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Mies Julie: Heat before the storm in the new South Africa

This article is over 10 years, 8 months old
It’s 125 years since the classic play Miss Julie was first staged. Now revived as Mies Julie, it’s an explosive cocktail of love and hate, says Brian Richardson
Issue 2348
Bongile Mantsai as John and Hilda Cronje as Julie simmer with tension and bitter rivalries in Mies Julie
Bongile Mantsai as John and Hilda Cronje as Julie simmer with tension and bitter rivalries in Mies Julie

Writer-director Yael Farber’s adaption of August Strindberg’s 1888 play transposes the action from Sweden to modern day South Africa. 

It centres upon on the relationship between John (Bongile Mantsai), a black farm labourer and Julie (Hilda Cronje), the white daughter of his employer.

Mies Julie, as it is renamed, works brilliantly on a number of levels. On the surface, John and Julie are two lovers who struggle, unsuccessfully, to contain their desire for each other.

After finally succumbing to their urges there is something quite touching in their discussion about running away together, opening a hotel and living happily ever after.

Sadly, theirs is a hopelessly naive plan. The world they inhabit is one that remains riven by deep historical divides. The post-apartheid setting is fitting in this respect.

The demise of white minority rule in 1994 was meant to deliver truth and reconciliation. The action we witness takes place on the 18th anniversary. Labourers are dancing and celebrating that momentous day.

But as we have seen—most notoriously with the massacre of black miners in Marikana last year—South Africa is still a brutally racist society.

John’s lowly status, polishing his boss’s boots, is illustrative of the black majority’s continued economic disenfranchisement.


In such circumstances, it is simply impossible for John and Julie to fulfil their dreams. Instead their relationship serves to illuminate the social divisions that set people apart.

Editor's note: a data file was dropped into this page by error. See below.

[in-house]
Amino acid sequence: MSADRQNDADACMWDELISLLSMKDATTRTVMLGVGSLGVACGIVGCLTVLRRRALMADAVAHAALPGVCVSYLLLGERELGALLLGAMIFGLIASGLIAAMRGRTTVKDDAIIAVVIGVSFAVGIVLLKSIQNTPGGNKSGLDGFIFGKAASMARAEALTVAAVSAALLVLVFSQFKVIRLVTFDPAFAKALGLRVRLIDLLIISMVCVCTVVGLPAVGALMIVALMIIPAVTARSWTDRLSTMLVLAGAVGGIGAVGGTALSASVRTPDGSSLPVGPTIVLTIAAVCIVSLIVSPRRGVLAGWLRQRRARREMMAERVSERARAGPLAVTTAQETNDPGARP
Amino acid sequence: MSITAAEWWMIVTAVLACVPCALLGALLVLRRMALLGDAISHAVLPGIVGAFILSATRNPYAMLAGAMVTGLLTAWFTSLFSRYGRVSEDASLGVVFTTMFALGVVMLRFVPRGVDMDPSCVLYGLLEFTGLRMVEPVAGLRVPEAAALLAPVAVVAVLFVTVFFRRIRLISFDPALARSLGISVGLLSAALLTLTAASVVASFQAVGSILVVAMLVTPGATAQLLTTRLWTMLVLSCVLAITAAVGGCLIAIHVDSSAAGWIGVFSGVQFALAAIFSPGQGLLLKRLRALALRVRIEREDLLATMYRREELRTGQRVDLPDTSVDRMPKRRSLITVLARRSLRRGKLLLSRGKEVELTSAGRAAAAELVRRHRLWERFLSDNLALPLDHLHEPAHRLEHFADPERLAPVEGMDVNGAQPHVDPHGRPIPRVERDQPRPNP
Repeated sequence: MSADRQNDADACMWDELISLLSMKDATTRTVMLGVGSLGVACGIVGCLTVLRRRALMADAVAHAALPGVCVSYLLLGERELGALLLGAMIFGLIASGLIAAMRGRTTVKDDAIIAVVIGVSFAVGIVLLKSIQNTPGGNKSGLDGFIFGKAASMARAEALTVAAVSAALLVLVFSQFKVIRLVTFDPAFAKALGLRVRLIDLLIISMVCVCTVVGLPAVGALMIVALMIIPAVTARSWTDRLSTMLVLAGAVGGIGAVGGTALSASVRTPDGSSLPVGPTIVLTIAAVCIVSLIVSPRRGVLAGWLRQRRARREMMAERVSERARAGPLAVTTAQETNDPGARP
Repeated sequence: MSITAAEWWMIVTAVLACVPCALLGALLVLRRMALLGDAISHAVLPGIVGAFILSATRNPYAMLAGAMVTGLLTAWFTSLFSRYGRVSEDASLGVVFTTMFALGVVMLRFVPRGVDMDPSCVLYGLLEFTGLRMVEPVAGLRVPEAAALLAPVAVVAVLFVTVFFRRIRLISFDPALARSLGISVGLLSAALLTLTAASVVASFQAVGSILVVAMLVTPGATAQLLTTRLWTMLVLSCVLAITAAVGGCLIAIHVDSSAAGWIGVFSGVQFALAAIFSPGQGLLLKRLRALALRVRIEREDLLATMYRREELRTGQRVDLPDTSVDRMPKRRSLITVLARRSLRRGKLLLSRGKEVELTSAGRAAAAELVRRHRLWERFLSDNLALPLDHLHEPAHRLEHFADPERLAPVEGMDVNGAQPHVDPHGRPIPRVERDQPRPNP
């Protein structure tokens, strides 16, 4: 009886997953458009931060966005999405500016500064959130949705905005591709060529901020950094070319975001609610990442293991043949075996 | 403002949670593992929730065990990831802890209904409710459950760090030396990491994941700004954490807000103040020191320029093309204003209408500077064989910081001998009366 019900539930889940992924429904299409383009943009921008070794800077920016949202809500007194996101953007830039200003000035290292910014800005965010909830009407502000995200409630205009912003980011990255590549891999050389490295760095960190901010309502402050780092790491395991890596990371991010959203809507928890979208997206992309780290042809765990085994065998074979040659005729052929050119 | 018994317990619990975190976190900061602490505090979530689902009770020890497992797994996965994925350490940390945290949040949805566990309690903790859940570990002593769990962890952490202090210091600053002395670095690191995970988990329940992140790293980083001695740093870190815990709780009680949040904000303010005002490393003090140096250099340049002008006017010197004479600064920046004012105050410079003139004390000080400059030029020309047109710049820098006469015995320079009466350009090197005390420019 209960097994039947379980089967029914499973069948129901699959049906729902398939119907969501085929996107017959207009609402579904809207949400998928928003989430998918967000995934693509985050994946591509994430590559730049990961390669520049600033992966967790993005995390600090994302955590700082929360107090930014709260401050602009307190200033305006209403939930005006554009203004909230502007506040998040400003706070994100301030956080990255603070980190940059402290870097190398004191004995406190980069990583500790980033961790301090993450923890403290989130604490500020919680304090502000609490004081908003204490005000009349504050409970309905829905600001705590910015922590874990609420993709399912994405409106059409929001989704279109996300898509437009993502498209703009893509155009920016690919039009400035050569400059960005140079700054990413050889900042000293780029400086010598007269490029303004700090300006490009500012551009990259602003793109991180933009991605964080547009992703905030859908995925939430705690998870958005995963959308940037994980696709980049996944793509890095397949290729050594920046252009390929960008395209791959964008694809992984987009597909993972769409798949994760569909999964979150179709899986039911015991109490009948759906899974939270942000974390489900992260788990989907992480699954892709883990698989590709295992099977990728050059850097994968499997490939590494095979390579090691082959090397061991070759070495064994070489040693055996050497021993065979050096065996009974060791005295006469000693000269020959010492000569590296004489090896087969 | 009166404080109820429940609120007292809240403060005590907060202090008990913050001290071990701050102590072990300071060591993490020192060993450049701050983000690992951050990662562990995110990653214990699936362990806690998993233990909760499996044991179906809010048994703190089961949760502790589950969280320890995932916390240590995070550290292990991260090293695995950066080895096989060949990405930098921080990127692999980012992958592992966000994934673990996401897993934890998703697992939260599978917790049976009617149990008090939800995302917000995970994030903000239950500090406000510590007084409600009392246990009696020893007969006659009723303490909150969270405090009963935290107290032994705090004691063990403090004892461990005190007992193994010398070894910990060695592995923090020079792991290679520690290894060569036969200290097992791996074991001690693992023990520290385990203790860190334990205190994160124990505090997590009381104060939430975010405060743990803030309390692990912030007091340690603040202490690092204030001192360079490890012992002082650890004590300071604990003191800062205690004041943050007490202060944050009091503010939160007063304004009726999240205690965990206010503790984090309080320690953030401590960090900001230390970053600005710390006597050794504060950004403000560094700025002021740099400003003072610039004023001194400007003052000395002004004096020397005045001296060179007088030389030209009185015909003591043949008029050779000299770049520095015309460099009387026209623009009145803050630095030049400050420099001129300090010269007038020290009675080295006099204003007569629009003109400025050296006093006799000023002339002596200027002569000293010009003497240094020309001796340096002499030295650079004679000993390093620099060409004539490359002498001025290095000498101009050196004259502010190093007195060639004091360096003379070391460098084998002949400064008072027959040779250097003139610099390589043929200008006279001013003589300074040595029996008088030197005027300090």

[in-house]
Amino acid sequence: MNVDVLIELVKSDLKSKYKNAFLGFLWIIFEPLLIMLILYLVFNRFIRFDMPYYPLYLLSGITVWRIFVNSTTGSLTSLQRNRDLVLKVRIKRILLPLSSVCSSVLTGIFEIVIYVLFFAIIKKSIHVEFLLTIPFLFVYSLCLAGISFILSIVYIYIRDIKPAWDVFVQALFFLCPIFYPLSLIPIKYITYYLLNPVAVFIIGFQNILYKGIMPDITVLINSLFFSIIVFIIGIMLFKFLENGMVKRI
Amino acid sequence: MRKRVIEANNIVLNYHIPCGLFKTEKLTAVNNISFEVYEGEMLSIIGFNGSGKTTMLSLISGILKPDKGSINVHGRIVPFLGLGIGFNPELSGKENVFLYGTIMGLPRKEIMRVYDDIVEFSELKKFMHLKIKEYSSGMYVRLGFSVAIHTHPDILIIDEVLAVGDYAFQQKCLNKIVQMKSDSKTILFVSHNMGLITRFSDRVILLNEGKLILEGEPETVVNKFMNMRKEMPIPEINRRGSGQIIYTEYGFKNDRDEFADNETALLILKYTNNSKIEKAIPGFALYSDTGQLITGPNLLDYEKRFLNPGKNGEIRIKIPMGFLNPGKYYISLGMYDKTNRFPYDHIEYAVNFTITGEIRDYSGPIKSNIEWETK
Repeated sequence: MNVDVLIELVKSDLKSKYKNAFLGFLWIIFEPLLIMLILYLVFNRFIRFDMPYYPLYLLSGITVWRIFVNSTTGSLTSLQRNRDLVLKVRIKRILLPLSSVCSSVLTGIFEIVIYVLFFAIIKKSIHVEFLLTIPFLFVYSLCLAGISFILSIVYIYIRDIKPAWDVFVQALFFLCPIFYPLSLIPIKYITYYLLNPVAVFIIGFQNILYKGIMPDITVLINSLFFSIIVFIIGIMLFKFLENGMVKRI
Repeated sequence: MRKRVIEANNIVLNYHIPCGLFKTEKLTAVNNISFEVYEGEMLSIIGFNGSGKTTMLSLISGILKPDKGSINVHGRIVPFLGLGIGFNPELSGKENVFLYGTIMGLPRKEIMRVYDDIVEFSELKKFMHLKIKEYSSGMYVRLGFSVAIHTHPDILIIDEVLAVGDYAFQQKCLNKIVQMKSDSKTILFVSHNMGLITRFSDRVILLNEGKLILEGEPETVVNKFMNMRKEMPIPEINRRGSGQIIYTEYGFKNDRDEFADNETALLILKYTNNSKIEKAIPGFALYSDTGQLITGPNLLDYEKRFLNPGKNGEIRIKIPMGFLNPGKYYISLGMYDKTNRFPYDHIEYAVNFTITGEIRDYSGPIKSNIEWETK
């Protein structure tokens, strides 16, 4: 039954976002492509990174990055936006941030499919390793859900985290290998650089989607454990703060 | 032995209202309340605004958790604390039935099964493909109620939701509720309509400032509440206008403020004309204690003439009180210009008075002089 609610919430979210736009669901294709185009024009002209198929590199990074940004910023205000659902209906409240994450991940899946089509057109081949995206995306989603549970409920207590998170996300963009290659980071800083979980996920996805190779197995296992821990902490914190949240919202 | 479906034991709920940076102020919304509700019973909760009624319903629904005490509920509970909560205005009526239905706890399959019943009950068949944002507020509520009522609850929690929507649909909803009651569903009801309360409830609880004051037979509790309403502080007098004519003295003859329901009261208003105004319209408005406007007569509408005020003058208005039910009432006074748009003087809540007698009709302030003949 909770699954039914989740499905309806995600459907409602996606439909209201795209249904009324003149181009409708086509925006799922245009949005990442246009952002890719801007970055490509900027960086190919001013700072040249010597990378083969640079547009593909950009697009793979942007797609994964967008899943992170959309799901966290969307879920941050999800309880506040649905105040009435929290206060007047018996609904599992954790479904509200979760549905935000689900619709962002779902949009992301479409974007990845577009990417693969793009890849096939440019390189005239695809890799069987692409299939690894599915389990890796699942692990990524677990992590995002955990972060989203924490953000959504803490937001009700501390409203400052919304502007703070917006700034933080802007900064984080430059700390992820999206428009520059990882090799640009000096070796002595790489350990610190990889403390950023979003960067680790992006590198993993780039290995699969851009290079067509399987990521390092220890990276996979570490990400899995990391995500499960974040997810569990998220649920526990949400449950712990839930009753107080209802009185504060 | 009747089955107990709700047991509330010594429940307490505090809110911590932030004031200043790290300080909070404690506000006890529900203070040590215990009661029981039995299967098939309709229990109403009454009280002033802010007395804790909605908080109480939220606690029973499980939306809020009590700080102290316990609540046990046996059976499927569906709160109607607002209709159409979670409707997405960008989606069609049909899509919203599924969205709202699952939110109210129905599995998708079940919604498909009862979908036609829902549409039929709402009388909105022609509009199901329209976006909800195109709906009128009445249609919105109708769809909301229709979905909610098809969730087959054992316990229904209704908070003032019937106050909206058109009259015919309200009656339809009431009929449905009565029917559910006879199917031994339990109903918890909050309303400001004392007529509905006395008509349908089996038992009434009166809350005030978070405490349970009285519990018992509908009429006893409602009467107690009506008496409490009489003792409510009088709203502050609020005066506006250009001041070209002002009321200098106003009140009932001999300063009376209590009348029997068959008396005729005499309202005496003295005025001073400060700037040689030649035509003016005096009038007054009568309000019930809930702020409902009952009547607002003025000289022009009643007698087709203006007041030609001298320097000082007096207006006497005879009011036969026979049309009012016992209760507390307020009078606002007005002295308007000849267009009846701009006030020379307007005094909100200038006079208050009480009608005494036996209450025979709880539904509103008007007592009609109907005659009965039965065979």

The focus of Mies Julie is not simply upon race. It also explores themes of class and gender.

John can barely contain a jealousy that his own mother, the housekeeper, lavished more attention upon the white girl than on him.

There is also sheer rage at the white rulers who condemned his family to centuries of exclusion. 

“They took our land and gave us the Bible!” he spits at his mother when she demands he get ready for church.

When John consummates his relationship with Julie one wonders whether it is an act of love or revenge. At other times it is Julie who is seemingly in control.

She orders John to drink wine with her and initiates the lovemaking. Later, she dismisses him as an ignorant kaffir and threatens to tell her father that he has impregnated her. 

The implications of such a revelation are crystal clear.

Almost as quickly, her tenderness returns as she realises that she is entirely dependant upon her father —and so has little more freedom than the labourer.

In the bar afterwards a friend asked me if I had enjoyed the play. I paused, because I’m not sure that “enjoy” is the word I would use. Mies Julie is not comfortable to watch but it is utterly compelling theatre.

Mies Julie is at Riverside Studios, London until 19 May


To win a pair of tickets to Mies Julie, simply answer this question:

Which British film director took Miss Julie to the big screen in 1999?

Send your answer to [email protected] by Friday 19 April 2013

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